Facebook has been making waves in the investment community with it’s massive success in mobile ad revenues. And they are just getting started. According to eMarkter, Facebook’s mobile ad revenue will top $2 billion in 2013, an increase of more than 300% from the less than half a billion dollars earned in 2012.
Unsurprisingly, Mobile developers and marketers were way ahead of Wall Street on this one, and it’s pretty much the biggest secret that everybody knows about right now.
Earlier in 2013, developers started playing with the Facebook mobile app install tools, experimenting with the different options. in the last week of Q1, 40% of the top 100 iOS and Android app developers bought Install ads.
Very quickly, it become clear to mobile acquisition experts that the pendulum in mobile app installs ads has shifted from ad networks to Facebook’s platform. I’ve talked to several marketers and growth professional, mostly in mobile gaming (where a lion’s share of the spending is happening today), and they are all basically saying the same thing – Facebook has the best ROI in the market right now. Most of them are spending at least 50% of our budget on Facebook, and some spend much more.
So why is Facebook is winning in mobile app installs?
First and all, the ad-unit itself seems to work well. The bigger picture in the ad does a good job, and the way the ad unit is integrated into the Newsfeed is effective. With current inventory fill rates, it seems that most users get one or two ads as they scroll through their mobile Newsfeed. That seems like an acceptable ad saturation rate for most users, resulting in less ad fatigue and better conversion rates for advertisers.
More importantly, Facebook has been able to do much more with targeting than most mobile ad networks out there have been able to do so far. Mobile Ad networks are facing technical barriers, driven by the constraints of the iOS and Android platform. With lack of robust tracking tools across apps, like pixels on the web, It’s difficult for ad networks to track users across apps and gather all the data they need. This results in smaller buckets of available targeted audience. For example, if a marketer is looking for a demographic of woman aged 34-45 interested in event planning, ad networks might provide some or all of the demographics and interest based targeting, but it’s virtually impossible to find an ad network that can deliver the ad to a significant audience scale like Facebook does.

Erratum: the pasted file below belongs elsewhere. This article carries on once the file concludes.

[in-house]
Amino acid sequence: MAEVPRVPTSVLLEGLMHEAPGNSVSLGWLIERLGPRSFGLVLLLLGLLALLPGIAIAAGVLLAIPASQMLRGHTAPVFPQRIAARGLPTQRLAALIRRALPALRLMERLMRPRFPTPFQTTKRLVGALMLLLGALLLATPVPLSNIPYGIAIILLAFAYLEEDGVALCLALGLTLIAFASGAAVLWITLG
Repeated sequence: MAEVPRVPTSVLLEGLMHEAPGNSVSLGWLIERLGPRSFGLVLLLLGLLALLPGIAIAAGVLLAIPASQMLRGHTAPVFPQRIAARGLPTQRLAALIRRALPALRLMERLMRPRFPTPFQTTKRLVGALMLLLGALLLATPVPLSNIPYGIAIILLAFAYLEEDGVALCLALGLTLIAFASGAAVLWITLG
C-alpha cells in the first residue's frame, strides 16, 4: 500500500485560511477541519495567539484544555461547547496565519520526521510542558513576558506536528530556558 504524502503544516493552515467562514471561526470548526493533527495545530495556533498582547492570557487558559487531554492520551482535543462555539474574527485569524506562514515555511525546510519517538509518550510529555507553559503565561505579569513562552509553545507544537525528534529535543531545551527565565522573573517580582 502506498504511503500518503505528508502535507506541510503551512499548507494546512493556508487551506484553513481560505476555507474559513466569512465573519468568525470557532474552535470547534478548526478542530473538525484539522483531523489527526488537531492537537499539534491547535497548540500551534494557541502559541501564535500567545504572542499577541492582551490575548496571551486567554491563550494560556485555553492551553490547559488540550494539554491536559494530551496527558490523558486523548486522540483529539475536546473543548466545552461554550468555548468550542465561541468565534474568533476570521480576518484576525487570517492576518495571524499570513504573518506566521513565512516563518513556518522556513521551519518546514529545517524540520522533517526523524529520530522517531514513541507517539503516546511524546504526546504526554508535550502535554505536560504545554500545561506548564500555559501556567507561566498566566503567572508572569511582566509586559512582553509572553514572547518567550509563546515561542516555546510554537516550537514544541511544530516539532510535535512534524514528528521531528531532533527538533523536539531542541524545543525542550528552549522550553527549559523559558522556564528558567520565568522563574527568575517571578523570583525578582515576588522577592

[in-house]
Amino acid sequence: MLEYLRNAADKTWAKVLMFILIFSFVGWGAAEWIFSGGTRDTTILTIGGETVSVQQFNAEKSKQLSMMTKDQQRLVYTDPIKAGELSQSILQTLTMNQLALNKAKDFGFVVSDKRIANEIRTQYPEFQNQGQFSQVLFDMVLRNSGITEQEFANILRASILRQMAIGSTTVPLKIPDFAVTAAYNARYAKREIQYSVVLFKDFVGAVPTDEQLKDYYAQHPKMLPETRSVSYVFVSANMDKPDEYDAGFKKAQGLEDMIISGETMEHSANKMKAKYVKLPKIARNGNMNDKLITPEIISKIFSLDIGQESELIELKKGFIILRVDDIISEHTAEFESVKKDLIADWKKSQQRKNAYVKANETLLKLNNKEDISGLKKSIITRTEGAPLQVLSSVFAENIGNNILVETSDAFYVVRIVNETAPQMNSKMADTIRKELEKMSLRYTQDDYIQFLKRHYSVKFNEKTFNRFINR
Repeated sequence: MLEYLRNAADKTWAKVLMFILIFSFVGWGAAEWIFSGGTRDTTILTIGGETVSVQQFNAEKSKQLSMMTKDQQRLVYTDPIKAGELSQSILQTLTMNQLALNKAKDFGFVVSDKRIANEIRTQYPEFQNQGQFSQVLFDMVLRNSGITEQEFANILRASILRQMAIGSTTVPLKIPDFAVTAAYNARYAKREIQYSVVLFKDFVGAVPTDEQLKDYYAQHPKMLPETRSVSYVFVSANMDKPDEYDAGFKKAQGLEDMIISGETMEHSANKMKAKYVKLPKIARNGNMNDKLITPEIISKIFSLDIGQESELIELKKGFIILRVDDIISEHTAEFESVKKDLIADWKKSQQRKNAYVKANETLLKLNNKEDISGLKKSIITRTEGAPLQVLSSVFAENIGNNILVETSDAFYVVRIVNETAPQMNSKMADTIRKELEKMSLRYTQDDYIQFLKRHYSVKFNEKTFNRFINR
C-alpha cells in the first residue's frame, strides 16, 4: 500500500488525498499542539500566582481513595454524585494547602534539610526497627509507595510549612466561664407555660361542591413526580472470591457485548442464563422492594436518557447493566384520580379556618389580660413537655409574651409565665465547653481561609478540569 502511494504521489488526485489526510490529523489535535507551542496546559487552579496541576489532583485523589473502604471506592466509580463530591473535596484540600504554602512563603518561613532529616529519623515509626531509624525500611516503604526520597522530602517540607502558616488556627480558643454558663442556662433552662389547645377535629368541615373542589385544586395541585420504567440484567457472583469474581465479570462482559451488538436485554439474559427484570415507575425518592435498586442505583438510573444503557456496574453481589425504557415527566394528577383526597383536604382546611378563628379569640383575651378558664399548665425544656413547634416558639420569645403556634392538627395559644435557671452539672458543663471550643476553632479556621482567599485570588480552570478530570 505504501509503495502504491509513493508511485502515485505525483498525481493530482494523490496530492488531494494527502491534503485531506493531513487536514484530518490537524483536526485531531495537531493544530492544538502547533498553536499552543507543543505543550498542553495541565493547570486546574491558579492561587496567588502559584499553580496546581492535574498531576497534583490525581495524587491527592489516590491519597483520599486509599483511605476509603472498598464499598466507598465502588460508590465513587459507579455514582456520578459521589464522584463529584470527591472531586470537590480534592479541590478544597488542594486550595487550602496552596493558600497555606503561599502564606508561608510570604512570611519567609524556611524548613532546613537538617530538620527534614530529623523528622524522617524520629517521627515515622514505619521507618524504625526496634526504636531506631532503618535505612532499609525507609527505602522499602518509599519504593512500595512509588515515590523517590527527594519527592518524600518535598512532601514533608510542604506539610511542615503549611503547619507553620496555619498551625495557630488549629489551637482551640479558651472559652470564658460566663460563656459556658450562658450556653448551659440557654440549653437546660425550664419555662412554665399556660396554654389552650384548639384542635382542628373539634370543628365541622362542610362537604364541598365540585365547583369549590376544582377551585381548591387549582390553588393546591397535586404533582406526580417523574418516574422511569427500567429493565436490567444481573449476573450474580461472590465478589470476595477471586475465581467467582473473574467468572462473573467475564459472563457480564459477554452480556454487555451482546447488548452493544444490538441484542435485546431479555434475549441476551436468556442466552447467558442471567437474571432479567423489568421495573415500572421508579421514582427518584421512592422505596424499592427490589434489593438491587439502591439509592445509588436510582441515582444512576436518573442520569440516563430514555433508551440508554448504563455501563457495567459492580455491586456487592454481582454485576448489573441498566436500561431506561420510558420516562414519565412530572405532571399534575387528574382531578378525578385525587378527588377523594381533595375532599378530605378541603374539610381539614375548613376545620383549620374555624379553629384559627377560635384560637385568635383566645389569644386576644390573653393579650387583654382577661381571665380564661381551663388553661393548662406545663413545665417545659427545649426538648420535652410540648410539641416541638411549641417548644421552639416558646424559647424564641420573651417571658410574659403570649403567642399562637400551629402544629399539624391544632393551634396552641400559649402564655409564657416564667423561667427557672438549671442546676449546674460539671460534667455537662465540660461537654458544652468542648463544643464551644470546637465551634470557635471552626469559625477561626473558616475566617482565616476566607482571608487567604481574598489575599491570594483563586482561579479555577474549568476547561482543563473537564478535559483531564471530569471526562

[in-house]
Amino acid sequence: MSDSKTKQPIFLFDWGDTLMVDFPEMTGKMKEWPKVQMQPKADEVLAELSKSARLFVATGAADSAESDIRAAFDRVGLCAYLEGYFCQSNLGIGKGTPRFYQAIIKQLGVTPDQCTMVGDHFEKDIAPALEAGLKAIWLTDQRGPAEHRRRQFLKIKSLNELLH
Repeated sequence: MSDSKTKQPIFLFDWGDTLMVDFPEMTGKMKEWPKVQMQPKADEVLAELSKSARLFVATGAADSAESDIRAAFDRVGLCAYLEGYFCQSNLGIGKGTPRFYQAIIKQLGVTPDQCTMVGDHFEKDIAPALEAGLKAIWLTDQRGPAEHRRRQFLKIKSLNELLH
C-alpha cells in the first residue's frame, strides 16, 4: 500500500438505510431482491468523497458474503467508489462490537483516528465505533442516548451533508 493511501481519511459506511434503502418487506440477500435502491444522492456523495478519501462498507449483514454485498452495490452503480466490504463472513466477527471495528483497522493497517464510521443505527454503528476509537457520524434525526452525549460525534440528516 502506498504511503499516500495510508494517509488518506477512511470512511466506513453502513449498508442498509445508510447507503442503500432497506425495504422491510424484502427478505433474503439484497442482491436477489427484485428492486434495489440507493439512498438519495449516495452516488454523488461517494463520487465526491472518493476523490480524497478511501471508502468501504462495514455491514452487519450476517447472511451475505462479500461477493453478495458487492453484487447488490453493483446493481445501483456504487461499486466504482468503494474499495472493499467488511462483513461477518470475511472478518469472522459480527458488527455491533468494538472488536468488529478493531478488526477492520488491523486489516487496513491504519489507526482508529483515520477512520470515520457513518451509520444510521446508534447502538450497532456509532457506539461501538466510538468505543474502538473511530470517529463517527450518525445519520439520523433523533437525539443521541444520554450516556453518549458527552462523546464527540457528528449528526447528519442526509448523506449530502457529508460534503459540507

Facebook has also rounded up the it’s mobile ad platform with a number of goodies. One robust capability is the “Look a like audience” feature, which is basically a shortcut to leverage 1st party proprietary data. It enables a marketer to target ads to users who have “Look a like” interests compared to the Facebook fan page userbase. It also allows marketers to retarget customers in the app through contact information, such as email addresses and phone numbers. This is a breakthrough for many marketers who have troves of data, but are having difficulties leveraging the data to have better targeting.
All this stuff adds up to a substantial advantage driving real value for app developers. Is this advantage sustainable?
For mobile Ad Networks it might be challenging to build an audience as wide and deep as Facebook has, without getting more flexibility from the platforms with tracking and data. Many marketers speculate that this might not happen on iOS at all (Apple seems to be taking the opposite route by tightening control over user data and removing UDID). Some think that there might be more flexibility on Google’s Android platform, but it remains an open question.
Google probably has its sight on the app install ad spending, and could use the Android platform data to build similar capabilities and go direct to market. With Facebook’s success, it’s almost eminent in my mind. It makes sense for Google to try to play the Mobile app install game – both on Google+ and through other mobile properties, as well as power other types of ads across Android apps. Apple with iAd is trying to do the same, but up until now Cupertino has not shown marketers that the ad platform is effective, and they need to up it’s game to get there.
All in all, it seems that Facebook has a winner for the short term, and maybe also for the long term.